“Throughout my book I’m drawing on theorists from all of those different areas and disciplines,” he said. “I’m examining how various representations of Chicanas/os and Latinas/os challenge all of those norms with respect to beauty, gender, sexuality, and ethnicity. We are much more interesting and complex than the mainstream media allows us to be.”
To find out more about Perez’s book, go to: http://us.macmillan.com/rethinkingchicanaoandlatinaopopularculture
Professor Emma Sepulveda Pulvirenti was one of 23 people in the country recently appointed to the National Museum of the American Latino Commission. Photo by Jean Dixon.
University of Nevada, Reno Professor Emma Sepulveda Pulvirenti was one of 23 people in the country recently appointed to the National Museum of the American Latino Commission, as announced by The White House.
The Commission is tasked with studying the feasibility of, and creating a plan for, a new national museum in the nation’s capital that would be dedicated to portraying the art, history and culture of the Latino population of the United States.
The Commission members were appointed by President Obama and House and Senate leadership. Sepulveda was appointed by Senator Majority Leader Harry Reid.
“I can’t think of a more qualified individual for this commission than Dr. Sepulveda,” said Reid. “Dr. Sepulveda is an accomplished poet, writer and photographer and she has dedicated her life to work on behalf of Latinos in our state. Her professional expertise and her love for Hispanic culture and the community’s well-being, tell me she will represent Nevada well and do a wonderful job on the commission.”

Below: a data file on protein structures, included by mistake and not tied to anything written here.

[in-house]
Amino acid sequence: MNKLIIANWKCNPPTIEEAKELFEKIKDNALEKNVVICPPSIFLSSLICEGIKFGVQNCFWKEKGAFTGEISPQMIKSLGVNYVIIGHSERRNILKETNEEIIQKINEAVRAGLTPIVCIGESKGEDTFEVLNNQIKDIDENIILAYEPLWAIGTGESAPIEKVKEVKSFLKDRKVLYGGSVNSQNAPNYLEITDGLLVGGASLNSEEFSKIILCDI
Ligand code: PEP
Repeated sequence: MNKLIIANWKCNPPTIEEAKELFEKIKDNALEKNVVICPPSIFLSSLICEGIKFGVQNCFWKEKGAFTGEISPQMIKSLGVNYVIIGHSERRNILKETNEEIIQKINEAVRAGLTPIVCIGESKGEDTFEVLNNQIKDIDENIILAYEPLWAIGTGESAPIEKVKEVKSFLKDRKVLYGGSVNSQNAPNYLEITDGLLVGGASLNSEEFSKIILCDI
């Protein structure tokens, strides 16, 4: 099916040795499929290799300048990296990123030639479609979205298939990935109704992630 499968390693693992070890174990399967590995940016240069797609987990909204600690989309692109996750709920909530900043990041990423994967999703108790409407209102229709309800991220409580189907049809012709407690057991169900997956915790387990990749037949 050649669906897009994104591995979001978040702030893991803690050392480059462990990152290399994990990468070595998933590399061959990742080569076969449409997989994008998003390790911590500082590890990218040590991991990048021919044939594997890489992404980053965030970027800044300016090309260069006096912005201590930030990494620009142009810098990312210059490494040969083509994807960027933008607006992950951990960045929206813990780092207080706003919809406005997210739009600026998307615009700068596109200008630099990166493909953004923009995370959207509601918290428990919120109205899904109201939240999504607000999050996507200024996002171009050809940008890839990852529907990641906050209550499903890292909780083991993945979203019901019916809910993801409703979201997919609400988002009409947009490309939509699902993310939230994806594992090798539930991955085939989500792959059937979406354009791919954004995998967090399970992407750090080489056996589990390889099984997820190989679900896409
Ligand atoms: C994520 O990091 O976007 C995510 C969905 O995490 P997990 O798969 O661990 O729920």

In addition to the Commission appointment, Sepulveda will be one of two Hispanic women honored next month at the National Hispana Leadership Institute’s Mujer Awards Gala in Albuquerque.
As the premier executive leadership organization preparing Latinas for positions of national and international influence, the Institute pays tribute through its Mujer Awards to the achievements and contributions of exceptional Hispanic women who have served their communities. Sepulveda will receive the Regional Mujer Award.
“I am honored to represent Nevada and the University in such an important endeavor as the National Commission, and I am thankful to Senator Reid for giving me this unique opportunity,” Sepulveda said. “In regards to the Mujer Leadership Award, I am appreciative to be one of only two Latinas in the country to receive such recognition for the work that I have done on behalf of the Latino community.”
Sepulveda was born in Argentina, migrated to Chile, and then moved to the United States in 1974.
She was the first Latina to become full professor at the University of Nevada, Reno, of which she is also an alumna. She has authored or co-authored 22 books and is director of the University’s Latino Center.
Sepulveda has dedicated much of her work to educating non-Latino communities about the strengths and values of Latinos and immigrants who live in the United States. In 1995, she founded Latinos for Political Education, a nonprofit organization devoted to empowering Latinos through voter registration, voter education and get-out-the-vote programs.
“Professor Sepulveda has touched diverse communities throughout the world through her human rights activism and academic scholarship,” said Heather Hardy, Nevada’s College of Liberal Arts dean. “Her appointment to the national Commission and Mujer award are well-deserved honors and reflect the value of her work on a national and global level.”